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Hot Topics! Exploring Energy

Hot Topics! is a new section for LibraryZone. In each issue we will feature new initiatives that Springer is working on in response to market needs. Our first article explores the energy market. We spoke to Liesbeth Mol, Editorial Director Physical Sciences / Engineering and Anthony Doyle, Senior Editor Engineering, about their work and Springer’s response to information needs in this area.

We understand that Springer is exploring the energy market. What factors influenced this decision?  

Everyone is now aware of the increasing governmental focus on climate change mitigation and the efforts being put into developing new technologies as part of limiting our society’s energy usage. In 2009, the National Science Foundation reported that in the United States alone, public funding for energy research had risen from $1.4bn in 2003 to $2.5bn by 2009. Overall the UN records that $155bn investment was made in 2008 in sustainable energy generation, compared with $110bn for gas and coal.
The following year Springer held the first company-wide Global Publishing Conference (GPC) in the Black Forest, Germany, where editors publishing in all subject areas could meet and find out how they could work together to develop Springer’s publishing, irrespective of traditional divides between disciplines. Ahead of the meeting, energy was identified as a key interdisciplinary area where editors could collaborate to create an acquisitions plan to develop our publishing. Liesbeth Mol, editorial director for physics, organized the initial workshop and was instrumental in promoting this interdisciplinary initiative, building and maintaining bridges with other publishing groups and providing a pivotal supporting role during its progress.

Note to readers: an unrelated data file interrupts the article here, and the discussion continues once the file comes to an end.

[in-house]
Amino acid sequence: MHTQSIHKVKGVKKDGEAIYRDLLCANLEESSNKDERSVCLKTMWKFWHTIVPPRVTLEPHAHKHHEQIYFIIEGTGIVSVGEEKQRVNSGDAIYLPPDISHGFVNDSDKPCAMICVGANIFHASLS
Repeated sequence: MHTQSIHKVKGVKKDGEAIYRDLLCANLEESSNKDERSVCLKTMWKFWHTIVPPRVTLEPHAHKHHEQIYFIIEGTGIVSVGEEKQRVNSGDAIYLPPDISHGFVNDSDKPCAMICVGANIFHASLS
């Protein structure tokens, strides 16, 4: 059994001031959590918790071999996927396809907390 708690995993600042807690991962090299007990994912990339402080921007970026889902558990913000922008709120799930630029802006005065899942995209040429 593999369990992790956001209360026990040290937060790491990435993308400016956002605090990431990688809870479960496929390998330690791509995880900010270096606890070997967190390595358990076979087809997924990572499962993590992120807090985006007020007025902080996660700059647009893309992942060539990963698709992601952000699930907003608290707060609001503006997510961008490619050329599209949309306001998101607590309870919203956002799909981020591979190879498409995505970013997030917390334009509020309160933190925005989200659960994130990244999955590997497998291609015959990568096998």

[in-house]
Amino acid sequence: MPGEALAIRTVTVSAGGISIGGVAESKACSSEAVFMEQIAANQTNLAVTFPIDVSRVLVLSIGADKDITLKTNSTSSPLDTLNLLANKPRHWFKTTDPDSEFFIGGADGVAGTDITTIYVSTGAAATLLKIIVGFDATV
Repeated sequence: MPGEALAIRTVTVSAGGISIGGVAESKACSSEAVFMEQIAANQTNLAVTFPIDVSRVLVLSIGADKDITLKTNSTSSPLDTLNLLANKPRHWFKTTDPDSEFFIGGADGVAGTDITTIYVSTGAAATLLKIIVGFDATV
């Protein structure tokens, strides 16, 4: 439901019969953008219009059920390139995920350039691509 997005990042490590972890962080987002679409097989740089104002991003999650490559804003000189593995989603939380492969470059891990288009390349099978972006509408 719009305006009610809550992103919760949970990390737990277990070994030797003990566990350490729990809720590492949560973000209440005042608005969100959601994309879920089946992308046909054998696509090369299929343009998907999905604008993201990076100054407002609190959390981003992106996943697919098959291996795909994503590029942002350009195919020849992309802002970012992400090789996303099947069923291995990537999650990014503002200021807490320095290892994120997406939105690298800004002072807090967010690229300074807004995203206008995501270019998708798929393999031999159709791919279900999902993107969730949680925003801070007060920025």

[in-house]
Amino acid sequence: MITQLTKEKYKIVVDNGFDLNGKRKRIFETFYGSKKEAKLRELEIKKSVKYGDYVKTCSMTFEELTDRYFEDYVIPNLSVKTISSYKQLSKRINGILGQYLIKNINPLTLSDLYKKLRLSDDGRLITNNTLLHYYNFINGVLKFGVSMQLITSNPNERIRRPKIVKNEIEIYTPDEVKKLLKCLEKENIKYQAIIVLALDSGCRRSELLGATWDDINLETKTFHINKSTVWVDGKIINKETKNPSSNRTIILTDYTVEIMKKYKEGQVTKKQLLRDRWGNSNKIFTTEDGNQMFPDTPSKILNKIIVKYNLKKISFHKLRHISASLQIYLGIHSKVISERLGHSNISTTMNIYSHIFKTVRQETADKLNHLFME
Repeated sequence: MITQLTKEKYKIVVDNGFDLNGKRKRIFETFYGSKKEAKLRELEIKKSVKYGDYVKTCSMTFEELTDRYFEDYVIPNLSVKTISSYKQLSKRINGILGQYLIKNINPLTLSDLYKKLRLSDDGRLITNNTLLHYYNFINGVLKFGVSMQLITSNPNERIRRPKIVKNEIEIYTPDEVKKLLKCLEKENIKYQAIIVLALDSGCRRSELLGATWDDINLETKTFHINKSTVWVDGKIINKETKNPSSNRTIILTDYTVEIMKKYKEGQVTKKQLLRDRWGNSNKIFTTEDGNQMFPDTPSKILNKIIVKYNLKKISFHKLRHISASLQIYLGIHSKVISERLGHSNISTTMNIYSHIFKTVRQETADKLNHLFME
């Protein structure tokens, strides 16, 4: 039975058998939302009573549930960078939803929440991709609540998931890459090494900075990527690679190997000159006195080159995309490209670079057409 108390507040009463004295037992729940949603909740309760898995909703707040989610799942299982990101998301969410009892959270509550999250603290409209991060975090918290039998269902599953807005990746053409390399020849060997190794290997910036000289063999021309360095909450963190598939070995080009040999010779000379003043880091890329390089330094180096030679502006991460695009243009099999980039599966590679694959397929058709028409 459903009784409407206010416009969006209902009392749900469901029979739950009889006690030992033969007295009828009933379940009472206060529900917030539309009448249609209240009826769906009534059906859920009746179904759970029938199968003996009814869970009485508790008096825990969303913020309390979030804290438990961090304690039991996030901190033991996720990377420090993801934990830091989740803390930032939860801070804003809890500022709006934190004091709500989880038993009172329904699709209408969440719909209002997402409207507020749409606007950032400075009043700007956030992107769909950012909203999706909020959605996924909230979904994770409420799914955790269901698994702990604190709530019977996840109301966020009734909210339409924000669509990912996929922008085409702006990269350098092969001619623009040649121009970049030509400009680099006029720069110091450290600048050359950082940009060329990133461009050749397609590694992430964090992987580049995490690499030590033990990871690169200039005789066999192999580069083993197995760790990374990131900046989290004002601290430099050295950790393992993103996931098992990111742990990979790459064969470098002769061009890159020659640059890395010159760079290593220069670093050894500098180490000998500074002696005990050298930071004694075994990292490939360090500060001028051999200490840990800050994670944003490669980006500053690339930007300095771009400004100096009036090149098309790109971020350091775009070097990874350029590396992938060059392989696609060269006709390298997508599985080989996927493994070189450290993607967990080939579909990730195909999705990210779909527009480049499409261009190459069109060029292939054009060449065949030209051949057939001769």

It is important to note that at the GPC we were already aware that Springer had key strengths in energy that could be built upon; for example, in 2009, we published the largest numbers of books in energy subjects. This gave us a great head-start over our competitors, ensuring that as energy becomes increasingly more important in future years, Springer will be the leading publisher. Our challenge since the meeting has been to set up working arrangements between colleagues in different departments and to ensure that the outside world is aware of our already strong but growing presence in energy. We were able to do this through the creation of an “Energy Team” of editors and editorial directors from different Springer GPUs to develop and launch new products in energy subjects.

In recent years, public interest in alternative energy has become much more mainstream (hybrid cars, solar panels, wind farms) has this had any impact on the academic discussion?  

The hugely topical issues around energy generation, energy efficiency and climate change has created a great interest and debate in public and political circles. This is one of the reasons why research bodies have been directed by governments to devote more resources to energy research. In addition, many of our authors feel a duty to communicate with the population at large as well as their academic peers. Several of our books reflect this trend and have been noted in the mainstream press and general readership. The increasing market penetration of commercial renewable technology is also increasing interest in the area amongst the public and also corporate readers.